In our recent blog How to Maximize Blended Learning, we emphasized how blended learning can be transformational for business efficiency and productivity. Moving beyond focusing on mixing eLearning and the traditional face-to-face setting, blended learning can be fully distance learning to meet the needs and limitations (in time or cost) of an organization.

New methods and technologies have surely paved the way for learners to receive personalized and guided training with less live support, such as through a wide selection of training paths based on different objectives, and a thoughtfully curated and categorized library of learning materials. But what makes distance learning programs, especially long-term ones, more effective is the presence of live instruction and interaction, even through a digital medium.

Although live trainers no longer play the central role to this new model, they do play a key role in ensuring that learners understand and retain information and skills from their self-study course materials. Limitations of traditional face-to-face training, such as the requirement of learners to be physically present in a particular timeslot, can hinder them from engaging. Distance trainers work around these limitations and provide more flexibility, especially for busy professionals

Let’s take a look at how live trainers add value to the learning experience:


Live trainers are experts in relations.

Technology may be more efficient at delivering lessons, but live trainers are better at relating to learners as humans. According to Coursera president and co-founder Daphne Koller in her interview with Recode, “People are social animals—they like to learn from people.”

Live trainers can more effectively engage learners in a conversation that further educates them in topics that are relevant to their objectives. Live trainers are also able to draw from different experiences and tailor their explanations for learners that might have become stuck in their learning paths or confused about certain topics. They can also more easily adapt to the learner’s communication style, and create a more personalized learning experience, ensuring training is both engaging and relevant for the learner.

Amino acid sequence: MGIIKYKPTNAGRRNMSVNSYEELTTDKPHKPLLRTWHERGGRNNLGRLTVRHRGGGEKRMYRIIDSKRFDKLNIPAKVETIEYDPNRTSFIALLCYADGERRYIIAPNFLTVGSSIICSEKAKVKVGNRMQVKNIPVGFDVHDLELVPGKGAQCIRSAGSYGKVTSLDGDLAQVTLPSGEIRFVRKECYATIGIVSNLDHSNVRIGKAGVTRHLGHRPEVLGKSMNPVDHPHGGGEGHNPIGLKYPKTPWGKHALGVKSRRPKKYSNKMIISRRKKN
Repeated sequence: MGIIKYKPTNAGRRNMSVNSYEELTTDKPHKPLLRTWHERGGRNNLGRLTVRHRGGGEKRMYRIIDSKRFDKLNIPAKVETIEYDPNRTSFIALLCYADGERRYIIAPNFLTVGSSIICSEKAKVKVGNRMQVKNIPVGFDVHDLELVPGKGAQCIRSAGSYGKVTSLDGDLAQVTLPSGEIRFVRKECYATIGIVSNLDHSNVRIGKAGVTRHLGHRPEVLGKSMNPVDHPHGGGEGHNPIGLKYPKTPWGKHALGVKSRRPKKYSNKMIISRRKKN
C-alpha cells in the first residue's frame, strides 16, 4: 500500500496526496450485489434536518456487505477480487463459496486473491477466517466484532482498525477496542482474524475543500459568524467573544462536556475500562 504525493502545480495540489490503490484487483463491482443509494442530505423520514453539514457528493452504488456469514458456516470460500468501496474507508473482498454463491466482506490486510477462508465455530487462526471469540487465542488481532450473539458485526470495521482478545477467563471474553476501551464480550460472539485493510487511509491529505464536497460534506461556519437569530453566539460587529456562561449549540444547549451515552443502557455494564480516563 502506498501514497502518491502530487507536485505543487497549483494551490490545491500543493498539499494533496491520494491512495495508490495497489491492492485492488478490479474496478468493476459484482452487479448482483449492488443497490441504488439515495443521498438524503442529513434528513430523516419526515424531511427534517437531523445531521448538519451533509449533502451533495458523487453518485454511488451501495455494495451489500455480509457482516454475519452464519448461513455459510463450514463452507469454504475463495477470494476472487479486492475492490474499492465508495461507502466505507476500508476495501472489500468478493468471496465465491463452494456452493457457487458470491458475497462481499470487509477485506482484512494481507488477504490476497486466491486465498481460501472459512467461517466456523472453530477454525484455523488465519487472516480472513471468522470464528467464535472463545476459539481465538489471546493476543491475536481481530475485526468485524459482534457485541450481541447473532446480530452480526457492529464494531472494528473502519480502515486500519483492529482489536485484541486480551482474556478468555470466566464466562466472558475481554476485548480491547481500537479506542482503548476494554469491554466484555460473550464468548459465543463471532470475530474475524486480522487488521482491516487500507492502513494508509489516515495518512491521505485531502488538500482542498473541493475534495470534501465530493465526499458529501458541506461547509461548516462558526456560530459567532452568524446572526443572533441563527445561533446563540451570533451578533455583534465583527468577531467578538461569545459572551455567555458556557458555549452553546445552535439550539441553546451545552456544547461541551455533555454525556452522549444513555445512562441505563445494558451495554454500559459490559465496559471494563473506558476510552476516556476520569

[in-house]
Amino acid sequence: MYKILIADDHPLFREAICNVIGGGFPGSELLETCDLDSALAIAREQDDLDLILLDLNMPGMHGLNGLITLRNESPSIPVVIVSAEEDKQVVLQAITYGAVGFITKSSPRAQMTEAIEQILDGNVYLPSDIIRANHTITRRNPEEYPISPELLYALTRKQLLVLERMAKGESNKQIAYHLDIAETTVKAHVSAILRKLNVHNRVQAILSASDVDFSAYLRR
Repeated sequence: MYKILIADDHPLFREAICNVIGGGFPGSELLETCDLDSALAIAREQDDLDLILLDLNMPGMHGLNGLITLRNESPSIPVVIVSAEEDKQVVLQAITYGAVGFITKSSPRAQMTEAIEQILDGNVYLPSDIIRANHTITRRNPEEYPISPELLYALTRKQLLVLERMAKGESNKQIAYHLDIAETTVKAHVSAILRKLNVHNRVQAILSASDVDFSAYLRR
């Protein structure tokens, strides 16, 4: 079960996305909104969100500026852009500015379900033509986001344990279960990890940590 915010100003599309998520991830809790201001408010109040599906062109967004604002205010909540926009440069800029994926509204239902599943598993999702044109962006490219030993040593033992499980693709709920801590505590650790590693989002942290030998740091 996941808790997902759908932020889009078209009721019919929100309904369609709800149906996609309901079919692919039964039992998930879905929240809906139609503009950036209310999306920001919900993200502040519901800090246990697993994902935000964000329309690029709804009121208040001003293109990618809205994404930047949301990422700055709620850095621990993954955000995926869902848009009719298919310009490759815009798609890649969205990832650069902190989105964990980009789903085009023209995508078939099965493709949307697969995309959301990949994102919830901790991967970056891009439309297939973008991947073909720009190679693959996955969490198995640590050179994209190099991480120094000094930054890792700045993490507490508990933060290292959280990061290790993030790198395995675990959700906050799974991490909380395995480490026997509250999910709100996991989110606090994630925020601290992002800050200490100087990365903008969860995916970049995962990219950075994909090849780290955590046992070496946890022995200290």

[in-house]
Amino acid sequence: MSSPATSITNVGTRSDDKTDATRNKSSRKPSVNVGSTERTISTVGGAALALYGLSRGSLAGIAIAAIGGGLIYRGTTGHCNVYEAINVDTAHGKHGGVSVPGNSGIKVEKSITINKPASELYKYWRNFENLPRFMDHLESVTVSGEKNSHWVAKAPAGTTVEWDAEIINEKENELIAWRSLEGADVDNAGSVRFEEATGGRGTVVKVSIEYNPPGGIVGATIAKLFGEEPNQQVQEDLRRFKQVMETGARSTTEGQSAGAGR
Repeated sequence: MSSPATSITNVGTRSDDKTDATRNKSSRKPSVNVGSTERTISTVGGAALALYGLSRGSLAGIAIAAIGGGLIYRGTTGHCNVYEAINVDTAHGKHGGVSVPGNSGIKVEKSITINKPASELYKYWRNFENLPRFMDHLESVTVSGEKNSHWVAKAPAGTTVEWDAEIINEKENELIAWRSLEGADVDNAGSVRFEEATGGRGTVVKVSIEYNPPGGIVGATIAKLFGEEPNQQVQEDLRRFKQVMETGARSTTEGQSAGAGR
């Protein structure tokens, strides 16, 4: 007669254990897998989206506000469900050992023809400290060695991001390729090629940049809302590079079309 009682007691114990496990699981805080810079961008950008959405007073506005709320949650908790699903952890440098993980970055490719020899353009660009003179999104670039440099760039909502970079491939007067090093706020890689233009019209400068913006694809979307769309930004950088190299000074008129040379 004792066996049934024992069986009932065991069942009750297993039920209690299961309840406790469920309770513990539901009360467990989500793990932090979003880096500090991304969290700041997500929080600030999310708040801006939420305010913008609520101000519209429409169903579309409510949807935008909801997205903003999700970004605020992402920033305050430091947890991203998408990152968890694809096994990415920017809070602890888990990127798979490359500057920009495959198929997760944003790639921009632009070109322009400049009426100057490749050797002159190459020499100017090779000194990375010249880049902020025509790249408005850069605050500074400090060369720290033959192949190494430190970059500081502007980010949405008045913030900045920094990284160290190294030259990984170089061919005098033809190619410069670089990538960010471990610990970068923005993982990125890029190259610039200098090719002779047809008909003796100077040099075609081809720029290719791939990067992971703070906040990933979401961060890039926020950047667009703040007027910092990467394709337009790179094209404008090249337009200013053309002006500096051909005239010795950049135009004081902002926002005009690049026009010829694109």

They provide tailored direction and facilitation.

Although self-study learning courses already provide learners with some direction, live trainers are better able to spot areas of improvement or difficulties, and give learners personalized support where necessary. Live trainers can analyze timelines for progress and adjust lesson plans to fully serve the learner’s needs. Live trainers can also keep learners from getting side-tracked and help them focus on their objectives.


They help learners gain a deeper understanding of course materials

As subject matter experts who can help fill in gaps within course materials, live trainers maximize the impact of the training for the learner. Self-study resources may leave learners wanting to know more about any particular topic. Having a live trainer gives them the opportunity to exchange ideas or ask questions that will further their understanding. Live trainers can also supplement materials, which may be lacking in the the course, to aid the learner in gaining more knowledge about what they’re interested in or need to know.


They inspire and motivate learners through live feedback and encouragement.

As knowledgeable people who learners can look up to, live trainers are capable of inspiring and empowering learners so that they can achieve their educational goals. As Koller explains in the interview with Recode, “People will tell you that one of the most inspirational experiences they’ve had, that have often shaped their life, is someone who’s been a really inspirational teacher.”


Technologies may be evolving to minimize the need of a live trainer in corporate training, but it won’t make them obsolete. Certainly not, especially if you want to maximize the impact of your training programs.


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